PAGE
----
Obama on 60 Minutes: cheerleading interview a journalistic low

By Craig McKee

It might be the worst television news interview ever conducted. And that includes anything on Fox News.
After the alleged raid that supposedly resulted in the execution of Osama bin Laden, U.S. President Barack Obama agreed to an interview with Steve Kroft of 60 Minutes. He couldn’t have made a better choice. No tough questions, no demand for proof of anything the president was saying. Just pure PR. A state-controlled TV station in a fascist dictatorship couldn’t have conducted a more gushing and supportive interview.
These examples were typical of Kroft’s lobs:

  • Mr. President, was this the most satisfying week of your Presidency?
  • Was the decision to launch this attack the most difficult decision that you’ve made as Commander-In-Chief?
  • What was your reaction? Was there a sense of excitement? Did this look promising from the very beginning?
  • Were you surprised when they came to you with this compound right in the middle of sort of the military center of Pakistan?
  • What was the most difficult part? I mean you had to decide. This was your decision — whether to proceed or not and how to proceed. What was the most difficult part of that decision?
  • I mean it’s been reported that there was some resistance from advisors and planners who disagreed with the commando raid approach. Was it difficult for you to overcome that? And what level of confidence did you have?
  • How much did some of the past failures, like the Iran hostage rescue attempt, how did that weigh on you? I mean . . .
  • It sounds like you made a decision that you could accept failure. You didn’t want failure but after looking at . . .
  • How much of it was gut instinct? Did you have personal feelings about whether he was there?
  • After you made the decision to go ahead, you had like this incredible weekend where you were you surveyed the tornado damage in Alabama.
  • You attended the White House Association dinner. There was a commencement address. And this was all going on. I mean you knew what was gonna happen.
  • Was it hard keeping your focus?
  • Did you have to suppress the urge to tell someone? Did you wanna tell somebody? Did you wanna tell Michelle? Did you tell Michelle?
  • I want to go to the Situation Room. What was the mood?
  • Were you nervous?
  • What could you see?
  • Right. And that went on for a long time? Could you hear gunfire? Flashes?
  • You had to blow up some walls?
  • What was your reaction when you heard those words?
  • When did you start to feel comfortable that bin Laden had been killed?
  • Did you see the pictures?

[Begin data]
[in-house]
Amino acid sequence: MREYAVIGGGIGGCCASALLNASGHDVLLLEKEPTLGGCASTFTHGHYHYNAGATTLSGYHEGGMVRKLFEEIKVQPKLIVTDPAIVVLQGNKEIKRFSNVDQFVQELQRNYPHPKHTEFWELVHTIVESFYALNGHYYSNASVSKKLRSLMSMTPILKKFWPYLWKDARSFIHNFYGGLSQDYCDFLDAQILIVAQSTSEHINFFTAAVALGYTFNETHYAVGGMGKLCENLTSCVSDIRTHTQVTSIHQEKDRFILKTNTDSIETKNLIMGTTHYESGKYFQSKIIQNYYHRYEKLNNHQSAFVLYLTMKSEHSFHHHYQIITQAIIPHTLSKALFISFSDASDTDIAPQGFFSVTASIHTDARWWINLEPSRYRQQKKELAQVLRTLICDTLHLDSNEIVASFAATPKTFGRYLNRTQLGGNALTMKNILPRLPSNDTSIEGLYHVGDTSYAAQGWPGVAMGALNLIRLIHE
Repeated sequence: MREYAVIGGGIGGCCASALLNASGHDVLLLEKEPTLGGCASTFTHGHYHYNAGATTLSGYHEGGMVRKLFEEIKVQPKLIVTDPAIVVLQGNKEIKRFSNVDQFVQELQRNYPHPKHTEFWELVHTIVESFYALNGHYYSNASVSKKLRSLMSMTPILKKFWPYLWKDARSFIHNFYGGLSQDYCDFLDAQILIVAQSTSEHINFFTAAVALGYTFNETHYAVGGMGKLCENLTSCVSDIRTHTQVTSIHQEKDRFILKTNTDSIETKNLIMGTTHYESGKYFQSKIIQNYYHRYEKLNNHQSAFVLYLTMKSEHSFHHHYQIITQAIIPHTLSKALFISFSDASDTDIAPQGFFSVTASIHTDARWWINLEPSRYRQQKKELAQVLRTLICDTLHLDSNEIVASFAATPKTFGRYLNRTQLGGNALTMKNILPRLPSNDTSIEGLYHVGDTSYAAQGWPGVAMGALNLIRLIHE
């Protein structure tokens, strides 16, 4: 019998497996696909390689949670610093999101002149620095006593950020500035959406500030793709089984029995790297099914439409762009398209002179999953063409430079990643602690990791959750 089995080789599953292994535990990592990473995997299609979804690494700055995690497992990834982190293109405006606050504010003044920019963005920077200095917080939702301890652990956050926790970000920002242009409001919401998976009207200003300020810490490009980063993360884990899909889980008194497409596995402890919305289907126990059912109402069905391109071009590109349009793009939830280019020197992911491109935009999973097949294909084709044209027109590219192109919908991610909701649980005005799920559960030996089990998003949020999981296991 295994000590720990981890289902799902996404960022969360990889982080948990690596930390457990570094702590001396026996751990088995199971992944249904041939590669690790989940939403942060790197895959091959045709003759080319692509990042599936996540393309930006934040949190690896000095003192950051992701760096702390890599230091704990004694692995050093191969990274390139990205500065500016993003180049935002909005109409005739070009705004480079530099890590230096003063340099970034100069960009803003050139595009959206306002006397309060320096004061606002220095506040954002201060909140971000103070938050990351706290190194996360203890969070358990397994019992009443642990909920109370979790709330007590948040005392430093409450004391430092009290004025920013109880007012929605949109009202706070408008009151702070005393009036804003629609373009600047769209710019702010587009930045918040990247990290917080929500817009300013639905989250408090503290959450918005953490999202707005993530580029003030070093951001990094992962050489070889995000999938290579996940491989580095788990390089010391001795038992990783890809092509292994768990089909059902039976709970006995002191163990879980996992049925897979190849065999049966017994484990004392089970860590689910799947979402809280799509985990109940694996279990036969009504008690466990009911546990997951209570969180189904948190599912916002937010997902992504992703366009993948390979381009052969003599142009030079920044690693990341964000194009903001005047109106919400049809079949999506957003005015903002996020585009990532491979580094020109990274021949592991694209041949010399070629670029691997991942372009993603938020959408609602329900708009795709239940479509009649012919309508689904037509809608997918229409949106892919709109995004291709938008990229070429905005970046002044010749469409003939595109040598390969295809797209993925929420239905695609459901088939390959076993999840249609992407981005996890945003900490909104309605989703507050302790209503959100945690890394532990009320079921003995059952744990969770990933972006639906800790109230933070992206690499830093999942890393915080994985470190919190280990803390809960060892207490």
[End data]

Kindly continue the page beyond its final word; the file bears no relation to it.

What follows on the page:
• What was your reaction when you saw them?
  • Was it your decision to bury him at sea?
  • When the mission was over and you walked out of the situation room, what did you do? What was the first thing you did?
  • Is this the first time that you’ve ever ordered someone killed?

Honestly, who gives a crap how the president felt? Was he nervous, was he satisfied, was he surprised? Who cares!!?? In not one case did Kroft come back at Obama with a tough follow-up. He just served up the easy ones, and Obama smashed them back.
Kroft did hint at some reasonable questions, like what Pakistan knew and why he isn’t releasing photos, but he took them nowhere. For example, he asked the president about the burial at sea, but only to find out whether it was Obama’s decision.
The problem is that most people get their world view (to the extent that they have one) from the mainstream media – and especially TV. But the major media don’t push for the truth, and they don’t tell the truth. Sometimes the information they disseminate if flat out false information, sometimes the essential questions are just not asked.
Unfortunately, the majority of viewers don’t seem to notice. They swallow the official line in part because the president sounds so convincing in this “interview” situation.
Here are some questions that would never have been asked on 60 Minutes:

  • Did you ever have proof that bin Laden was behind 9/11? If so, why wasn’t he wanted for the crime?
  • How can you justify an excursion into a sovereign country (particularly an ally) to assassinate a person residing in that country? Isn’t that a violation of international law?
  • What proof, other than your word, can you offer the public that bin Laden is actually dead?
  • What proof can you offer the public that he was currently planning large-scale attacks on Americans? Why didn’t you learn any details about these possible attacks?
  • Why wasn’t bin Laden captured instead of being executed so that the authorities could interrogate him? Was there an order given to kill him?

No, those questions would have been unpatriotic. They would have been an insult to the brave Navy SEALs who risked their lives, blah, blah, blah.
The recent events in Pakistan don’t prove that bin Laden was killed in a raid by American forces, but they do confirm that the journalistic pursuit of truth is on life support.


  1. Good write-up, Craig. I couldn’t have said it better. It is exactly like the state controlled TV in a dictatorship.
    You should publish Adam Ruff’s “To Debate or Not to Debate” here at your site.

  2. It is a clever trick they have managed to achieve, state propaganda with almost world-wide penetration while most people still think they have a fiercely independent media.

    1. It makes me wonder what has happened to critical thinking. Even those who buy the OGCT should still see the catastrophic failure of the media to ask the key questions.

  3. I know this is an old post, I just wanted to comment that I find it very odd that most of the Navy Seals that were supposedly on this mission are now dead…

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